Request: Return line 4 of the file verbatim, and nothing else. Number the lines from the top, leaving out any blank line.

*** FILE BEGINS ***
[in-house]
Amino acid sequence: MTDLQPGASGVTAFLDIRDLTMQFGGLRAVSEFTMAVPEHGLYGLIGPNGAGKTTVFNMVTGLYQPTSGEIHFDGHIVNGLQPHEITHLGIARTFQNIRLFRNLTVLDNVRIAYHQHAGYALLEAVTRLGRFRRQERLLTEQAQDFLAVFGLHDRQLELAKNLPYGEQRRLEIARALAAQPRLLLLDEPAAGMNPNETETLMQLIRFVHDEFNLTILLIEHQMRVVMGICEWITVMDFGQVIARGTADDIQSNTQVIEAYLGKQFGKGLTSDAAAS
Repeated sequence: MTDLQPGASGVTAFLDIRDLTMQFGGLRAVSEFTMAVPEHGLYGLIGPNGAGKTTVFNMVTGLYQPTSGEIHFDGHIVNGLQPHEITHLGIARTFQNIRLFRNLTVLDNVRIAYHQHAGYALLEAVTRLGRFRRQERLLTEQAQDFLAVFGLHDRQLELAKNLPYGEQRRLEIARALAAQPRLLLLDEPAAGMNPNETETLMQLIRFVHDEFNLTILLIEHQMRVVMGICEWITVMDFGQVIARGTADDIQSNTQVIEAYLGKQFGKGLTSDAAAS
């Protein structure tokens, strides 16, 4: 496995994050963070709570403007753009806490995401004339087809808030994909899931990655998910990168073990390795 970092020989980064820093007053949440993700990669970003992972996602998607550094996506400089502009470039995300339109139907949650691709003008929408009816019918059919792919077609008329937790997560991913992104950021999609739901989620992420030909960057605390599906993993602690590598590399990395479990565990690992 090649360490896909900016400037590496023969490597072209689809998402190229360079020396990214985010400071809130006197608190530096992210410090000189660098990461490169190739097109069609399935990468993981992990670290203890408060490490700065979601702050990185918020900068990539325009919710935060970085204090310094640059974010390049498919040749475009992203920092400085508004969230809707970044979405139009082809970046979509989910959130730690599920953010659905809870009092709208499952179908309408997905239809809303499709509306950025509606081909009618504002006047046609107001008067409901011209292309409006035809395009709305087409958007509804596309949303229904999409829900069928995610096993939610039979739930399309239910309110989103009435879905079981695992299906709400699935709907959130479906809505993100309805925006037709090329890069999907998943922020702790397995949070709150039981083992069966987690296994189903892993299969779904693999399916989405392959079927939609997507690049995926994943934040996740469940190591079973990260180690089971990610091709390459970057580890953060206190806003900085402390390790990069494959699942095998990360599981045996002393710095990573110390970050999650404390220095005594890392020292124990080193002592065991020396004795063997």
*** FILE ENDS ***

């Protein structure tokens, strides 16, 4: 496995994050963070709570403007753009806490995401004339087809808030994909899931990655998910990168073990390795 970092020989980064820093007053949440993700990669970003992972996602998607550094996506400089502009470039995300339109139907949650691709003008929408009816019918059919792919077609008329937790997560991913992104950021999609739901989620992420030909960057605390599906993993602690590598590399990395479990565990690992 090649360490896909900016400037590496023969490597072209689809998402190229360079020396990214985010400071809130006197608190530096992210410090000189660098990461490169190739097109069609399935990468993981992990670290203890408060490490700065979601702050990185918020900068990539325009919710935060970085204090310094640059974010390049498919040749475009992203920092400085508004969230809707970044979405139009082809970046979509989910959130730690599920953010659905809870009092709208499952179908309408997905239809809303499709509306950025509606081909009618504002006047046609107001008067409901011209292309409006035809395009709305087409958007509804596309949303229904999409829900069928995610096993939610039979739930399309239910309110989103009435879905079981695992299906709400699935709907959130479906809505993100309805925006037709090329890069999907998943922020702790397995949070709150039981083992069966987690296994189903892993299969779904693999399916989405392959079927939609997507690049995926994943934040996740469940190591079973990260180690089971990610091709390459970057580890953060206190806003900085402390390790990069494959699942095998990360599981045996002393710095990573110390970050999650404390220095005594890392020292124990080193002592065991020396004795063997």